Disaster preparation top 10 list
Hurricane Katrina demonstrated the vulnerability of people with disablities. What can you, as a disabled person, do for yourself, your family, and others to mitigate the effects of a disaster?
- If the infrastructure is down, don’t expect outside help for 72 hours. Have your own plan.
- Determine the events possible and their potential in your community. Discuss these possibilities with your family or household.
- Choose an out-of-town contact your family or household will call or e-mail to check on each other should a disaster occur. Your selected contact should live far enough away that they would be unlikely to be directly affected by the same event, and they should know they are the chosen contact.
- Establish a meeting place. Having a predetermined meeting place away from your home will save time and minimize confusion should your home be affected or the area evacuated.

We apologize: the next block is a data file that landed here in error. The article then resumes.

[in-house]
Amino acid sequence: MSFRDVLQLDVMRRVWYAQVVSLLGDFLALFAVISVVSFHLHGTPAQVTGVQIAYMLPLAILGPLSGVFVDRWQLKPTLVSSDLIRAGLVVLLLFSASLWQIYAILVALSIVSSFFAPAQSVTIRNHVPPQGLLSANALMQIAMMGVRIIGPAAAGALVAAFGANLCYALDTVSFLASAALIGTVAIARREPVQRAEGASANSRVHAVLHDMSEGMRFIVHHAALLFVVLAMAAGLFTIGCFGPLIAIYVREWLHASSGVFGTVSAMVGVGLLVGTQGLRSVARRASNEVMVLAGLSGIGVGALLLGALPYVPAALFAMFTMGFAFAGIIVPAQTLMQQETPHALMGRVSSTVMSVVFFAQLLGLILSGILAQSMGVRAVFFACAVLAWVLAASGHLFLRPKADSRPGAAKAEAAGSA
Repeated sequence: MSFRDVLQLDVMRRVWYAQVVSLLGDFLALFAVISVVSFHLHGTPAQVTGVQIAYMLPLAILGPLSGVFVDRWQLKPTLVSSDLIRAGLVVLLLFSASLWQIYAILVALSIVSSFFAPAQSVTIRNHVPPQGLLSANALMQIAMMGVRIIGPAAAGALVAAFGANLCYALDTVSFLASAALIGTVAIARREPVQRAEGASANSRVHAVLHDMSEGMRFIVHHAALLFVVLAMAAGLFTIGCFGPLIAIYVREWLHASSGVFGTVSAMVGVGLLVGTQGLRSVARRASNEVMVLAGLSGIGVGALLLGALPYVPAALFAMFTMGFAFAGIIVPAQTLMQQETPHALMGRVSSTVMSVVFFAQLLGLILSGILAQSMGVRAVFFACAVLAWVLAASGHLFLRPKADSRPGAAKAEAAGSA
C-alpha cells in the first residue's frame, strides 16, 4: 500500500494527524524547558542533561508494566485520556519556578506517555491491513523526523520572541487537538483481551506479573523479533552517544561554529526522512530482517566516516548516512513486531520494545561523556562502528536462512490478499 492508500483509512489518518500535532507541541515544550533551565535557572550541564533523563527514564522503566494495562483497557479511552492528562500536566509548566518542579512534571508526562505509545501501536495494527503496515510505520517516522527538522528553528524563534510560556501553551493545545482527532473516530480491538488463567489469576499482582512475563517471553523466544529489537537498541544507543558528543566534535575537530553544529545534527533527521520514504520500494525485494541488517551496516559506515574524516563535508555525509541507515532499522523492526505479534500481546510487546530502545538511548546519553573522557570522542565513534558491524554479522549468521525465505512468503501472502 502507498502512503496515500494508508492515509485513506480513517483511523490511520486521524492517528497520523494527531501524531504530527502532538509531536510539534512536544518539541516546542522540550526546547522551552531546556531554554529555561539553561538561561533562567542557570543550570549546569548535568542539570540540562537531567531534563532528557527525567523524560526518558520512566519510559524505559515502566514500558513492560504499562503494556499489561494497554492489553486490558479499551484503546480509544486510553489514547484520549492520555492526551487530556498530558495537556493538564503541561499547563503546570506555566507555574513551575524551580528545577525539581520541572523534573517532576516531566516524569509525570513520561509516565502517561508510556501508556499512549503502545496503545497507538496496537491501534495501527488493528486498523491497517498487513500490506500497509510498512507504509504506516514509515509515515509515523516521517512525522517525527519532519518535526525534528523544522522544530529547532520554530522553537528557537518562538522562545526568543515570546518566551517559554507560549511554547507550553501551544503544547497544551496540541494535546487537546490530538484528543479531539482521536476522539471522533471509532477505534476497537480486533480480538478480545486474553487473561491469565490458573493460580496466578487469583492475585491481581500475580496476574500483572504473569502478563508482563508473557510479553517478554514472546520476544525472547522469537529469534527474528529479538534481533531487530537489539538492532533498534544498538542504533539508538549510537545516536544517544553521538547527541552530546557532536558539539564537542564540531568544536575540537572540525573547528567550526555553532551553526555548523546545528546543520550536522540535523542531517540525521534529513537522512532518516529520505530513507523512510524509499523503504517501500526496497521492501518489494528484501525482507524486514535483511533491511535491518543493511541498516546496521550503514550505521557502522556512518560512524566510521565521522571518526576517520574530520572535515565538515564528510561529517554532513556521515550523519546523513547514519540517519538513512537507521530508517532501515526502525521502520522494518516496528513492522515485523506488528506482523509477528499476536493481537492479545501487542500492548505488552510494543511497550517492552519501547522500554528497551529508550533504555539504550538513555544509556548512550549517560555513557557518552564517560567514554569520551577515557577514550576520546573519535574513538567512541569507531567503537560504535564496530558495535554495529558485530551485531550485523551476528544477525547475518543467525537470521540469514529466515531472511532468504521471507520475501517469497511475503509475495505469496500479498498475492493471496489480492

- Check on the school emergency plan of any school-age children you may have.
- Assemble a disaster supplies kit. If you need to evacuate your home or are asked to "shelter in place," having some essential supplies on hand will make you and your family more comfortable.
- An orange bicyclist’s vest and a whistle will help people find you if you venture out. Have an extra folding cane or extra food for your dog. Gloves will protect your hands. Dog booties will protect their pads from broken glass.
- Have a good mental map of your area and familiarize yourself with exists at your workplace.
- If first-aid training or emergency training is available, take advantage of it.
- Be involved in your community and vote. Make yourself known. Check to see if there is an emergency response team in your area.
Sources: American Council of the Blind, ACB Radio’s Marlaina Lieberg, Des Moines Police Chief, Roger Baker, Washington Council of the Blind
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This kit is a good start!